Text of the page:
Health Insurance Managed Care Medicaid/Medicare Medicare Advantage

How restrictive are Medicare Advantage plans?

Now that 51% of Medicare beneficiaries are enrolled in Medicare Advantage (MA), one key question is how restrictive are MA narrow networks? While beneficiaries enrolled in Medicare fee-for-service can choose any provider, MA plans can impose restrictions on enrollee’s provider choices. Measuring how restrictive an MA plan is, however, is difficult because “restrictiveness” is a concept that is difficult to quantify.

However, this is exactly what a paper by Feyman et al. (2023) aims to do. Their methodological approach uses Part D prescription drug event (PDE) and beneficiary claims data as well as geographic information from the Area Health Resource File (AHRF). Using these data, the authors developed a model:

…to predict the unique number of primary care providers that would have been seen by MA beneficiaries absent network restrictions. The model was trained and validated on Traditional Medicare (TM) beneficiaries. A pseudo-Poisson and a random forest model were evaluated. An observed-to-expected (O/E) ratio was calculated as the number of unique providers seen by MA beneficiaries divided by the number expected based the TM prediction model. Multivariable linear models were used to assess the relationship between network restrictiveness and plan and market factors. :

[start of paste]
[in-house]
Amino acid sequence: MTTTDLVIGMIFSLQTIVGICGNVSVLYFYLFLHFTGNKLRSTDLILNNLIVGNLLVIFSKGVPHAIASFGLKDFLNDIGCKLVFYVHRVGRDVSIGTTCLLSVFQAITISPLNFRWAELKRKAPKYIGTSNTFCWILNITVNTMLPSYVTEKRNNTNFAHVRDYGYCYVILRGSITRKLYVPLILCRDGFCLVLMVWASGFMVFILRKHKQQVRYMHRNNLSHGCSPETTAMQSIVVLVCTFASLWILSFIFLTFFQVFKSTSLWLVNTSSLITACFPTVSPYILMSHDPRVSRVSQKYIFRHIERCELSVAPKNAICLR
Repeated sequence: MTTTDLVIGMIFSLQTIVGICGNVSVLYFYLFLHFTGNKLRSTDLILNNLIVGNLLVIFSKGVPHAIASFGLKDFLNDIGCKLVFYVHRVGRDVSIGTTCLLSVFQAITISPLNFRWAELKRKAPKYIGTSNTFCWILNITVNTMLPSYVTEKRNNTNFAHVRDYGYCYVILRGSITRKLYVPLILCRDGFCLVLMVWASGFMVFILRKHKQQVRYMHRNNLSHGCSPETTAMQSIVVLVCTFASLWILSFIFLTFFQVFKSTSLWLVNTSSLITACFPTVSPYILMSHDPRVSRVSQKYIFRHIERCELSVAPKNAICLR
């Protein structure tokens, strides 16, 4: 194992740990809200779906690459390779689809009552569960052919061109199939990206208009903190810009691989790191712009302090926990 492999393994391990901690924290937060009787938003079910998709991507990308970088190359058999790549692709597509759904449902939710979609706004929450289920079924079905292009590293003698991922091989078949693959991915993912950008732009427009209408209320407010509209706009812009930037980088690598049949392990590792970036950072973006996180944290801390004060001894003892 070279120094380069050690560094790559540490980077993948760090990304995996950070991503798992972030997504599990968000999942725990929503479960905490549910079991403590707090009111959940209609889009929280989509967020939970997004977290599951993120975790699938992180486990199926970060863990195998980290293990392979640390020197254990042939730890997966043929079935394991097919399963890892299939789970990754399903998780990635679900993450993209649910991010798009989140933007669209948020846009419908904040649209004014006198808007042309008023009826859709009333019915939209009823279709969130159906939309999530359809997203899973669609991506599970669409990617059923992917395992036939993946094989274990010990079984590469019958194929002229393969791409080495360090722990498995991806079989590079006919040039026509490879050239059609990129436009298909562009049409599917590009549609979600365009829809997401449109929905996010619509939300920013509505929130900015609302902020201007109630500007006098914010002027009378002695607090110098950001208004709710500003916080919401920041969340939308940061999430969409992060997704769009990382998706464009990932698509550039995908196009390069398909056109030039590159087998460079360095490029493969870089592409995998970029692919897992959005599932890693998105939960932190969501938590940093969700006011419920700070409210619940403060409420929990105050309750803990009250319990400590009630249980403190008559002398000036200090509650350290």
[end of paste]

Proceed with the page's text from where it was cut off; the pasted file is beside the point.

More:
The authors evaluate the results based on type of plan (i.e., HMO, POS, PPO) and whether the patients are in urban or rural markets. They find that:

Health Maintenance Organization plans were more restrictive (O/E = 55.5%; 95% CI 55.3%–55.7%) than Health Maintenance Organization-Point of Service plans (67.2%; 95% CI 66.7%–67.8%) or Preferred Provider Organization plans (74.7%; 95% CI 74.3%–75.1%), and rural areas had more restrictive networks (31.6%; 95% CI 29.0%–34.2%) than metropolitan areas (61.5%; 95% CI 61.3%–61.7%). Multivariable results confirmed these findings, and also indicated that increased provider supply was associated with less restrictive networks.

The full paper can be read here.